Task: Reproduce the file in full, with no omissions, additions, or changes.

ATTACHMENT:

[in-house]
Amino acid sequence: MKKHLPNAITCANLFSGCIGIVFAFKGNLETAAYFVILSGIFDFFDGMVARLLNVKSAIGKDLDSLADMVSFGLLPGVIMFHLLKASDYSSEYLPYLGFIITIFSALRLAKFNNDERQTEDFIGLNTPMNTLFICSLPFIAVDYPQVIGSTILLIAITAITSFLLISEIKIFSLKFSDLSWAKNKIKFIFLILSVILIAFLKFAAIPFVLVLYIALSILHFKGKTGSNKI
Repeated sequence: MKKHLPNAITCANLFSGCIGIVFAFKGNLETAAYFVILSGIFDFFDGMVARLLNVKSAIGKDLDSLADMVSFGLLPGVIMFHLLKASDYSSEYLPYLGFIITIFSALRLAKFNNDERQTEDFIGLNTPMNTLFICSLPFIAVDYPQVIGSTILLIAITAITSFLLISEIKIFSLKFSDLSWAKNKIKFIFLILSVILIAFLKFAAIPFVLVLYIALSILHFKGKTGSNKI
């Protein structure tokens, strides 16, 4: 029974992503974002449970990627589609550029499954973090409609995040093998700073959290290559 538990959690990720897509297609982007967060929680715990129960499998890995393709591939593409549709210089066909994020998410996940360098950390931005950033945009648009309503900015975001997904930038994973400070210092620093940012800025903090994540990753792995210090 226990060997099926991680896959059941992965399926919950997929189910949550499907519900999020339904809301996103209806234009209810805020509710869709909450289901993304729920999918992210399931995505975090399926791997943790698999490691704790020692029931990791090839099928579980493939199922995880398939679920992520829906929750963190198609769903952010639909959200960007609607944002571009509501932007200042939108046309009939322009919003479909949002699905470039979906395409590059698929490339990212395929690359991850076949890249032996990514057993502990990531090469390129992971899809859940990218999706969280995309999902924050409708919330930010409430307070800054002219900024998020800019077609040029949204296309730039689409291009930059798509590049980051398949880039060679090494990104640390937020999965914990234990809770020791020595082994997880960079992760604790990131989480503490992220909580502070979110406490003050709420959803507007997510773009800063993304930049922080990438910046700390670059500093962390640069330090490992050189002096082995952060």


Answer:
[in-house]
Amino acid sequence: MKKHLPNAITCANLFSGCIGIVFAFKGNLETAAYFVILSGIFDFFDGMVARLLNVKSAIGKDLDSLADMVSFGLLPGVIMFHLLKASDYSSEYLPYLGFIITIFSALRLAKFNNDERQTEDFIGLNTPMNTLFICSLPFIAVDYPQVIGSTILLIAITAITSFLLISEIKIFSLKFSDLSWAKNKIKFIFLILSVILIAFLKFAAIPFVLVLYIALSILHFKGKTGSNKI
Repeated sequence: MKKHLPNAITCANLFSGCIGIVFAFKGNLETAAYFVILSGIFDFFDGMVARLLNVKSAIGKDLDSLADMVSFGLLPGVIMFHLLKASDYSSEYLPYLGFIITIFSALRLAKFNNDERQTEDFIGLNTPMNTLFICSLPFIAVDYPQVIGSTILLIAITAITSFLLISEIKIFSLKFSDLSWAKNKIKFIFLILSVILIAFLKFAAIPFVLVLYIALSILHFKGKTGSNKI
């Protein structure tokens, strides 16, 4: 029974992503974002449970990627589609550029499954973090409609995040093998700073959290290559 538990959690990720897509297609982007967060929680715990129960499998890995393709591939593409549709210089066909994020998410996940360098950390931005950033945009648009309503900015975001997904930038994973400070210092620093940012800025903090994540990753792995210090 226990060997099926991680896959059941992965399926919950997929189910949550499907519900999020339904809301996103209806234009209810805020509710869709909450289901993304729920999918992210399931995505975090399926791997943790698999490691704790020692029931990791090839099928579980493939199922995880398939679920992520829906929750963190198609769903952010639909959200960007609607944002571009509501932007200042939108046309009939322009919003479909949002699905470039979906395409590059698929490339990212395929690359991850076949890249032996990514057993502990990531090469390129992971899809859940990218999706969280995309999902924050409708919330930010409430307070800054002219900024998020800019077609040029949204296309730039689409291009930059798509590049980051398949880039060679090494990104640390937020999965914990234990809770020791020595082994997880960079992760604790990131989480503490992220909580502070979110406490003050709420959803507007997510773009800063993304930049922080990438910046700390670059500093962390640069330090490992050189002096082995952060």